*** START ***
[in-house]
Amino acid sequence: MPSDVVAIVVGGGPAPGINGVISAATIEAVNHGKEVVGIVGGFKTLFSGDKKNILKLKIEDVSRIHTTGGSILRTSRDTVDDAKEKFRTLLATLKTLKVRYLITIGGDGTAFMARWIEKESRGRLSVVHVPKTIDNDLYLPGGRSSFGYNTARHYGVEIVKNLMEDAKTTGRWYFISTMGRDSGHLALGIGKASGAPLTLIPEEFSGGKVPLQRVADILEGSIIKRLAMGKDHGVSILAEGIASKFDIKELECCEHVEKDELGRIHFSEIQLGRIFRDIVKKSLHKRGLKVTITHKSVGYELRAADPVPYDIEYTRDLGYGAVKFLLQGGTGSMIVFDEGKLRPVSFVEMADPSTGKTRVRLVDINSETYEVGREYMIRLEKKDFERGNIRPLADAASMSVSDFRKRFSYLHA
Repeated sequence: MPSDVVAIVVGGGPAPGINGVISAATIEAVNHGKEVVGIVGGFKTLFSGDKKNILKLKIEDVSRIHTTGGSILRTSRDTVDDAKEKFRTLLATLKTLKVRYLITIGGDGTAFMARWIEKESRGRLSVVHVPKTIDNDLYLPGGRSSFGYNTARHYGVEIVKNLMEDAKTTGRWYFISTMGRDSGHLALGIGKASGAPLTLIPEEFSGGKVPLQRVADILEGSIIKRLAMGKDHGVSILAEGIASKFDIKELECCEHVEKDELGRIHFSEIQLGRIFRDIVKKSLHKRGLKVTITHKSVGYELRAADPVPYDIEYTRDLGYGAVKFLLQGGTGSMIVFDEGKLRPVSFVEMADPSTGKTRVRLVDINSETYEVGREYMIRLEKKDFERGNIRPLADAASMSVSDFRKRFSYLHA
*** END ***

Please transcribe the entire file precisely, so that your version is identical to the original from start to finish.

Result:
[in-house]
Amino acid sequence: MPSDVVAIVVGGGPAPGINGVISAATIEAVNHGKEVVGIVGGFKTLFSGDKKNILKLKIEDVSRIHTTGGSILRTSRDTVDDAKEKFRTLLATLKTLKVRYLITIGGDGTAFMARWIEKESRGRLSVVHVPKTIDNDLYLPGGRSSFGYNTARHYGVEIVKNLMEDAKTTGRWYFISTMGRDSGHLALGIGKASGAPLTLIPEEFSGGKVPLQRVADILEGSIIKRLAMGKDHGVSILAEGIASKFDIKELECCEHVEKDELGRIHFSEIQLGRIFRDIVKKSLHKRGLKVTITHKSVGYELRAADPVPYDIEYTRDLGYGAVKFLLQGGTGSMIVFDEGKLRPVSFVEMADPSTGKTRVRLVDINSETYEVGREYMIRLEKKDFERGNIRPLADAASMSVSDFRKRFSYLHA
Repeated sequence: MPSDVVAIVVGGGPAPGINGVISAATIEAVNHGKEVVGIVGGFKTLFSGDKKNILKLKIEDVSRIHTTGGSILRTSRDTVDDAKEKFRTLLATLKTLKVRYLITIGGDGTAFMARWIEKESRGRLSVVHVPKTIDNDLYLPGGRSSFGYNTARHYGVEIVKNLMEDAKTTGRWYFISTMGRDSGHLALGIGKASGAPLTLIPEEFSGGKVPLQRVADILEGSIIKRLAMGKDHGVSILAEGIASKFDIKELECCEHVEKDELGRIHFSEIQLGRIFRDIVKKSLHKRGLKVTITHKSVGYELRAADPVPYDIEYTRDLGYGAVKFLLQGGTGSMIVFDEGKLRPVSFVEMADPSTGKTRVRLVDINSETYEVGREYMIRLEKKDFERGNIRPLADAASMSVSDFRKRFSYLHA